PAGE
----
April’s Faculty Newsletter
Each of these articles is weighty and fascinating in its own way, about the meaning of high school, the nature of educational reform and the psychology behind the college scandal. Also, the wide range of professional growth experiences that faculty have done recently continues to be impressive to see.
Jal Mehta and Sarah Fine, “High School Doesn’t Have to Be Boring,” New York Times
This piece, based on a seminal new book (In Search of Deeper Learning: The Quest to Remake the American High School), argues that classroom teachers should take a page from the exuberant dedication that extracurriculars can inspire.
The truly powerful core classes that we found—and at every school there were some—echoed what we saw in extracurriculars. Rather than touring students through the textbook, teachers invited students to participate in the authentic work of the field.
Michael Brosnan, “The Evolution Is the Revolution,” Well-Schooled
This piece (featured on a new storytelling site for educators) was inspired by the recent passing of legendary educator Pearl Rock Kane, former director of the Klingenstein Program at Teacher’s College. In it, the author distills Kane’s ideas from years of Independent School articles and applies them to educational reform today.
What struck me in re-reading Pearl’s article is that she was describing a kind of leadership I see in more and more schools. Her insight on intraorganizational alliances was particularly timely. Pearl felt that the independent school leaders of the 1990s were too insular. “To be on the forefront of education,” she wrote, “independent school leaders will need to encourage pooling resources to share knowledge of successful practices and to investigate problems and concerns of common interest.”
Caitlin Flanagan, “They Had It Coming,” The Atlantic
This is perhaps the best article that has been written about the college admissions scandal.
The new job meant that I had signed myself up to be locked in a small office, appointment after appointment, with hugely powerful parents and their mortified children as I delivered news so grimly received that I began to think of myself less as an administrator than as an oncologist.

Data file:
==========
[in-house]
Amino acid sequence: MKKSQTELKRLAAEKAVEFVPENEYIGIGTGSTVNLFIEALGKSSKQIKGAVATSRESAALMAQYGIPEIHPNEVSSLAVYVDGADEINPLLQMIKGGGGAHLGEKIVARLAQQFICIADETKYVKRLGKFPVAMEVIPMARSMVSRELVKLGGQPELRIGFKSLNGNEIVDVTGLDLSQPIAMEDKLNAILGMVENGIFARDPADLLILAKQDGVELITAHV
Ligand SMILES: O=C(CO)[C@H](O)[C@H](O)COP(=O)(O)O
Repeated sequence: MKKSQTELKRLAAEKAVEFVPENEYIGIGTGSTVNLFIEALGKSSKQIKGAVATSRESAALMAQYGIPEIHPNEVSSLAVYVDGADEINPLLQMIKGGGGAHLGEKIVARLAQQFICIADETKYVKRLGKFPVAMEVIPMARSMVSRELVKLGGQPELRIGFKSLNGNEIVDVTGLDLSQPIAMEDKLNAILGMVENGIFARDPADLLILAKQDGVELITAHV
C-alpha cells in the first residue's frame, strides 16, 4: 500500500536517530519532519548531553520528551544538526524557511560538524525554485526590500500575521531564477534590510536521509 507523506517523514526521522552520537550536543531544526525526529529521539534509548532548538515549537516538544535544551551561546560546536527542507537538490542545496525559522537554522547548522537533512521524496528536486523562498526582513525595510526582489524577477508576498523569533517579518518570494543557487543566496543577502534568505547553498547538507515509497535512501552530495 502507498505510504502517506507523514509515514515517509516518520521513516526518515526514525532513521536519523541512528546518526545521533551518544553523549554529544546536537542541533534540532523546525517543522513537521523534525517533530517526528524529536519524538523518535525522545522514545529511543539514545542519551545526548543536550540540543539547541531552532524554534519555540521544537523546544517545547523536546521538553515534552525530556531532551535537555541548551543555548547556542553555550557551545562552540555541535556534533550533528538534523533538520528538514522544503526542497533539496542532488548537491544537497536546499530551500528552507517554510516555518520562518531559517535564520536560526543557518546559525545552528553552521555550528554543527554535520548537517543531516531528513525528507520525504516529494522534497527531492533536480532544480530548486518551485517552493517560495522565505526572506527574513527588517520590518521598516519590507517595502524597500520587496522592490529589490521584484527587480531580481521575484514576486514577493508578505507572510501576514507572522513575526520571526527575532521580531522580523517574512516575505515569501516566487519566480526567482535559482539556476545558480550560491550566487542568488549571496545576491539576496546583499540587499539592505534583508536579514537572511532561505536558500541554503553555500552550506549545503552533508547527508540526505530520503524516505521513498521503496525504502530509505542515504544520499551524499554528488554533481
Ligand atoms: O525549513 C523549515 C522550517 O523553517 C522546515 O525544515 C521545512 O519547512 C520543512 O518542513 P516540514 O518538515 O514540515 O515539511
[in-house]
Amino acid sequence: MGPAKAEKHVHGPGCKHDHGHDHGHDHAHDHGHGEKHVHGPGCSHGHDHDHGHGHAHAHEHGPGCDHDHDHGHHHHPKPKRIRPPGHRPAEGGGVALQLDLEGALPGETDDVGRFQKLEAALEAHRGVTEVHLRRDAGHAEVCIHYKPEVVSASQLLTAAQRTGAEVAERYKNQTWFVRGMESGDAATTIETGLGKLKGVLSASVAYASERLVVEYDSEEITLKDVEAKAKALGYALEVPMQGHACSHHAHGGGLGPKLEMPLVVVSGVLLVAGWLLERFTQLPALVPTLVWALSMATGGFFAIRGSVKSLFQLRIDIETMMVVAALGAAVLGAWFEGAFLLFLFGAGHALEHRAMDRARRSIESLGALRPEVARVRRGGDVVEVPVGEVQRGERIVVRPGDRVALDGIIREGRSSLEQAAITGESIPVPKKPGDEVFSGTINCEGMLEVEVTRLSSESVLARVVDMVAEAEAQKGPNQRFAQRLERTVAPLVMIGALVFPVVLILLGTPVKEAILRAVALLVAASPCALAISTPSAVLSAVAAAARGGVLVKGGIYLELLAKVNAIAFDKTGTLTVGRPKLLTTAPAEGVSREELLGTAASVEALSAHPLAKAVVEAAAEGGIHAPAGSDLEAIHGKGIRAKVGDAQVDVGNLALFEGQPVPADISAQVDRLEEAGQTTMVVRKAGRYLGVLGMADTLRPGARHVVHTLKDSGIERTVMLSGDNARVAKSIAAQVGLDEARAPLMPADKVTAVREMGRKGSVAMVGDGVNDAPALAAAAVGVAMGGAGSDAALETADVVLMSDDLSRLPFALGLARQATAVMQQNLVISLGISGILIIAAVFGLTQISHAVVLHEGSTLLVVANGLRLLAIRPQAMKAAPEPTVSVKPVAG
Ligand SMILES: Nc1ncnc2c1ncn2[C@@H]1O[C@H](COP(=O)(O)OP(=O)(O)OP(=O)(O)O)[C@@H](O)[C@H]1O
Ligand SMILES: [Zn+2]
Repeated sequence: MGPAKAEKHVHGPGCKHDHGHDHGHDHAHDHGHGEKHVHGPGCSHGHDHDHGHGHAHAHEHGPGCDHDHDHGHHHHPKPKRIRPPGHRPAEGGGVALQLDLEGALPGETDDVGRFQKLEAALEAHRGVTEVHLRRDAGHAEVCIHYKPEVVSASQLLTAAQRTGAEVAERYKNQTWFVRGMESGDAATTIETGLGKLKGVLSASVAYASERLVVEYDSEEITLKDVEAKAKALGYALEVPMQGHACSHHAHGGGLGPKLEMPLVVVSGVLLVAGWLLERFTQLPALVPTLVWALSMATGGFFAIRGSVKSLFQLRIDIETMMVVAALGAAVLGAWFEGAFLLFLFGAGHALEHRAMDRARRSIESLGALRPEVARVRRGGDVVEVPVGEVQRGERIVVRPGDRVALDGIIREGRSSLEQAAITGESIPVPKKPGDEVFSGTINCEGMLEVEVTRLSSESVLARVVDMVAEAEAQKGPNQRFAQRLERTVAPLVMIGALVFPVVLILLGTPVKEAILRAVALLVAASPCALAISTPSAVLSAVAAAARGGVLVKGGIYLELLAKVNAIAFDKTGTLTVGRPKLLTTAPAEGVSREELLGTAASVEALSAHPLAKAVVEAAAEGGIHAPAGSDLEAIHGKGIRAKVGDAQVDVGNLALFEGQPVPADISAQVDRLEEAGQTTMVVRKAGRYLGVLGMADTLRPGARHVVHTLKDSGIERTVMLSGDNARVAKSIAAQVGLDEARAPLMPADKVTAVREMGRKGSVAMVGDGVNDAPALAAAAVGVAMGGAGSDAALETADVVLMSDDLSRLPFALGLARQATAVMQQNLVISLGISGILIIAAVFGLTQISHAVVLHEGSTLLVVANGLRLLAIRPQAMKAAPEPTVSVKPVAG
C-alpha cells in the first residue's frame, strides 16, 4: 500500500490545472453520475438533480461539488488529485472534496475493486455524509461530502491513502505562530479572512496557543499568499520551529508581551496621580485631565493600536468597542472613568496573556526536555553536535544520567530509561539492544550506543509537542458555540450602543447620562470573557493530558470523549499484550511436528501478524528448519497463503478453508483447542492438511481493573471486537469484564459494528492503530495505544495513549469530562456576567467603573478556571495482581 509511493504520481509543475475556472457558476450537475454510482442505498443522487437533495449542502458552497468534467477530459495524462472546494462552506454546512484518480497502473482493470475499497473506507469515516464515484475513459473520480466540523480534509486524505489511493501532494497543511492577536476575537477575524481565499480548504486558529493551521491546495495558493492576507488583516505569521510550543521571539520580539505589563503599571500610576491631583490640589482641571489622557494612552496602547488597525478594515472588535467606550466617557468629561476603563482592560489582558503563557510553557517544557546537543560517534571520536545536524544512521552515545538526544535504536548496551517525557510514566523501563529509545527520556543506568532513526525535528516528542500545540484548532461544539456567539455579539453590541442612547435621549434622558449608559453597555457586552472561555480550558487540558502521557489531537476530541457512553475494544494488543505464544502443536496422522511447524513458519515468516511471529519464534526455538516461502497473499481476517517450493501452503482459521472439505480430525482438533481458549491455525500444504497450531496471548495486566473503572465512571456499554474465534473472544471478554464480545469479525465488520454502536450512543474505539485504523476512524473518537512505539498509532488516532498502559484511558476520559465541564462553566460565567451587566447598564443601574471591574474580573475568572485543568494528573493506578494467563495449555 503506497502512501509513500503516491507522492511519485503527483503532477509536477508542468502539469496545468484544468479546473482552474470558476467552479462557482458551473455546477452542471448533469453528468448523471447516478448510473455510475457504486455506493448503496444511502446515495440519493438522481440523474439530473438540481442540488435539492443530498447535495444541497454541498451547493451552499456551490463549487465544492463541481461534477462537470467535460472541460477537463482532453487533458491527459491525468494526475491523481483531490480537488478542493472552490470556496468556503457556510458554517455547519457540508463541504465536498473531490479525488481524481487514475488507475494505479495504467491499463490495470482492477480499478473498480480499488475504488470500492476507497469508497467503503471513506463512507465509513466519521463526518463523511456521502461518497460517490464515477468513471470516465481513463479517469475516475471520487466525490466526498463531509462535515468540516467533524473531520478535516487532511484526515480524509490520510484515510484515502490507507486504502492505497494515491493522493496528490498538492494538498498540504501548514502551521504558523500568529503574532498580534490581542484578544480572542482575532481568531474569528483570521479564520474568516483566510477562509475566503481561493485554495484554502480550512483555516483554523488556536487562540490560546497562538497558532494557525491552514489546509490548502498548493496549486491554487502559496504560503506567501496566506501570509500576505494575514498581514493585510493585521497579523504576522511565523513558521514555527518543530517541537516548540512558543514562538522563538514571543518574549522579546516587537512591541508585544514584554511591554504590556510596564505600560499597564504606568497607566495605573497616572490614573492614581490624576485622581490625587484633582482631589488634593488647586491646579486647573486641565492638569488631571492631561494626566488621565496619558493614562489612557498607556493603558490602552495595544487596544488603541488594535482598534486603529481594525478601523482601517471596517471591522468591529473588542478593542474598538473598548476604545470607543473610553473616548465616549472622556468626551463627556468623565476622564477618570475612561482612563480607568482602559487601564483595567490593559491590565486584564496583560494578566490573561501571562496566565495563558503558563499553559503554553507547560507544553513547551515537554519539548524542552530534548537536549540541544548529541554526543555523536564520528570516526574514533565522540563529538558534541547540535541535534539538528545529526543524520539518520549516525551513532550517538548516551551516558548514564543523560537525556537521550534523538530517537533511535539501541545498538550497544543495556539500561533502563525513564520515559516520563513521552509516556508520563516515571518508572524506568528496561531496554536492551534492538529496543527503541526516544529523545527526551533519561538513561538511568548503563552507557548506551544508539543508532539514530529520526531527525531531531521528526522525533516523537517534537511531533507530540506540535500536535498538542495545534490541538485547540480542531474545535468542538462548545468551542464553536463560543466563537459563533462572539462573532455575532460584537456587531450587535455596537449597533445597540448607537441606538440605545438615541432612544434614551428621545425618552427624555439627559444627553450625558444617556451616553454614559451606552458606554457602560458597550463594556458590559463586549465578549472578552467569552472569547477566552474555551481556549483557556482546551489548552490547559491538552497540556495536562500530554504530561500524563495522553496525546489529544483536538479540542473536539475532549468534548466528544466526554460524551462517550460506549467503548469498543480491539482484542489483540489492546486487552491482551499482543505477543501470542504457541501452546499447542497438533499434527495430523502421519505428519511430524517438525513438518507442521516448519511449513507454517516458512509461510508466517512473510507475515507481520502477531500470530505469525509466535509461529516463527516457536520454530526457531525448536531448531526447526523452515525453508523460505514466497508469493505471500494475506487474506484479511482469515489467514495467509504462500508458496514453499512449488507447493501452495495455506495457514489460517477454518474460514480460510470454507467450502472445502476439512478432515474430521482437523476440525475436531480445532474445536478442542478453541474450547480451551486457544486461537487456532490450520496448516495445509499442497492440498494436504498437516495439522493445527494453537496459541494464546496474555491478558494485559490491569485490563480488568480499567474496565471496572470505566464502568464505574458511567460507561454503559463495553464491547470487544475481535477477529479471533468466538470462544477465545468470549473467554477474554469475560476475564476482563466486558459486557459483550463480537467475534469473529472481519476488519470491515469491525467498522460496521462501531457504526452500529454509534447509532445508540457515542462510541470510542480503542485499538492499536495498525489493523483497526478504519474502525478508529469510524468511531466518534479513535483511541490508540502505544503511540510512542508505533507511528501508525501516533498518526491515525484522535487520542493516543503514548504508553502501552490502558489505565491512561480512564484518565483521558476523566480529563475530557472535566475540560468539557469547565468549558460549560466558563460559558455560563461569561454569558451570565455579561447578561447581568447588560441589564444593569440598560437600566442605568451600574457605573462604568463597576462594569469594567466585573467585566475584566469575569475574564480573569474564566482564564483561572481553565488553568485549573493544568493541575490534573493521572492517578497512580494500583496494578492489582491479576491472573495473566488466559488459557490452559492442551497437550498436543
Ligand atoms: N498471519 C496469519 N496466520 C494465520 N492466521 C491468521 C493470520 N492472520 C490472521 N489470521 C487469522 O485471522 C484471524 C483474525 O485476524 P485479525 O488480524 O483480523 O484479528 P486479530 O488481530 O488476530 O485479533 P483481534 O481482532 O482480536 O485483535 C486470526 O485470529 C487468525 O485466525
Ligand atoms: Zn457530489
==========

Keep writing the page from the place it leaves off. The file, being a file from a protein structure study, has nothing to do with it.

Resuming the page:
California Teacher Development Collaborative, a variety of local workshops
If you’re looking for a shot in the arm but don’t want to travel far, the CATDC is holding local summer seminars on a variety of topics, including “Leading and Facilitating Positive Change,” “Sexuality Education Summit” and “Design and Making: Tools, Applications and Strategies to Foster Student-Led Creativity and Innovation.”
Faculty Professional Growth Conferences
- This month Global Studies Coordinator Ingrid Herskind participated in the Global Education Benchmark Group’s annual Global Educators Conference in Atlanta.
- This month Assistant Librarian Reggie Ursettie flew to Boston for the Association of Independent School Librarians annual conference, Revolutionary Possibilities.
- Visual Arts Department Chair Tim Bradley finished a four-part yearlong program for department chairs in Los Angeles last month through the California Teachers Development Collaborative.
- Spanish teacher Cari Banning finished a five-part yearlong series of workshops last month on Best Practices in Assessment for the World Language Class at the Stanford World Language Project in Palo Alto.
- Director of Student Technology Services Sylvie Andrews went to Palm Springs in March for the Spring CUE Conference focusing on technological and educational innovation.
- Dean of Studies Sarah Cooper participated in the Private Schools with Public Purpose annual conference in New York City last month.
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